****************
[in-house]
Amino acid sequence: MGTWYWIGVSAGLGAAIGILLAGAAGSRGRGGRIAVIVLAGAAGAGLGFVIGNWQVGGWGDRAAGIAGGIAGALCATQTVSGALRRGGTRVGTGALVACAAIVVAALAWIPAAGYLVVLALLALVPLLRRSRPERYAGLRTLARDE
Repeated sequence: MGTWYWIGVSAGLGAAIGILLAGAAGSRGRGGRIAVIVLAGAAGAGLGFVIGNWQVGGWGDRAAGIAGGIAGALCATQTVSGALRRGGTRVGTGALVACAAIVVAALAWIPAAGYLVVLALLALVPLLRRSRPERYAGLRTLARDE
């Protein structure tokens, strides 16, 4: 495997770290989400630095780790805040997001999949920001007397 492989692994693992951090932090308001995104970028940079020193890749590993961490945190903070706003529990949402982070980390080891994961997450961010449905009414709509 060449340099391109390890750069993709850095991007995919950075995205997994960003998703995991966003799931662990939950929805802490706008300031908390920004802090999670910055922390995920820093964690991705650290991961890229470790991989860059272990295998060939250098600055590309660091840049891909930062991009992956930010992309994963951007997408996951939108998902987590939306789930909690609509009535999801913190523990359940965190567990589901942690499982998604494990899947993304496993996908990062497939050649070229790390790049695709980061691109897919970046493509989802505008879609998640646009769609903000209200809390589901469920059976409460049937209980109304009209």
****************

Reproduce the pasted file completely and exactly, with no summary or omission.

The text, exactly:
[in-house]
Amino acid sequence: MGTWYWIGVSAGLGAAIGILLAGAAGSRGRGGRIAVIVLAGAAGAGLGFVIGNWQVGGWGDRAAGIAGGIAGALCATQTVSGALRRGGTRVGTGALVACAAIVVAALAWIPAAGYLVVLALLALVPLLRRSRPERYAGLRTLARDE
Repeated sequence: MGTWYWIGVSAGLGAAIGILLAGAAGSRGRGGRIAVIVLAGAAGAGLGFVIGNWQVGGWGDRAAGIAGGIAGALCATQTVSGALRRGGTRVGTGALVACAAIVVAALAWIPAAGYLVVLALLALVPLLRRSRPERYAGLRTLARDE
């Protein structure tokens, strides 16, 4: 495997770290989400630095780790805040997001999949920001007397 492989692994693992951090932090308001995104970028940079020193890749590993961490945190903070706003529990949402982070980390080891994961997450961010449905009414709509 060449340099391109390890750069993709850095991007995919950075995205997994960003998703995991966003799931662990939950929805802490706008300031908390920004802090999670910055922390995920820093964690991705650290991961890229470790991989860059272990295998060939250098600055590309660091840049891909930062991009992956930010992309994963951007997408996951939108998902987590939306789930909690609509009535999801913190523990359940965190567990589901942690499982998604494990899947993304496993996908990062497939050649070229790390790049695709980061691109897919970046493509989802505008879609998640646009769609903000209200809390589901469920059976409460049937209980109304009209």